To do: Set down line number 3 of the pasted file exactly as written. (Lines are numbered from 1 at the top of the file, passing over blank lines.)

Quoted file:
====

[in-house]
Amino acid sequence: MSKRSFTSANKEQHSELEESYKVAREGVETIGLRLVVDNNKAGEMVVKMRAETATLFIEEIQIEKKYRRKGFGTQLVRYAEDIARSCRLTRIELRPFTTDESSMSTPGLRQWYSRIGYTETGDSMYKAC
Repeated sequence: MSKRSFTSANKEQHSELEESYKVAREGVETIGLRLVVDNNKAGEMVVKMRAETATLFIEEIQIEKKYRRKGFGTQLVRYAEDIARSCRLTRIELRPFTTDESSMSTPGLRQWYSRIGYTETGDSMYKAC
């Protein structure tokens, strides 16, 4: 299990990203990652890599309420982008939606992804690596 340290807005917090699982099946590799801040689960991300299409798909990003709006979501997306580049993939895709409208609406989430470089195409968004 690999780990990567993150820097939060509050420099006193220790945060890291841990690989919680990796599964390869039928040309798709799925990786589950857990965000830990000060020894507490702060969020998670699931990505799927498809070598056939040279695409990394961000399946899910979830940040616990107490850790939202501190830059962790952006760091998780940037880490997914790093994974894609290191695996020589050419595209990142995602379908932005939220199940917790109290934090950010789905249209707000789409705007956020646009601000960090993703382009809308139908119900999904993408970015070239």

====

Repeated sequence: MSKRSFTSANKEQHSELEESYKVAREGVETIGLRLVVDNNKAGEMVVKMRAETATLFIEEIQIEKKYRRKGFGTQLVRYAEDIARSCRLTRIELRPFTTDESSMSTPGLRQWYSRIGYTETGDSMYKAC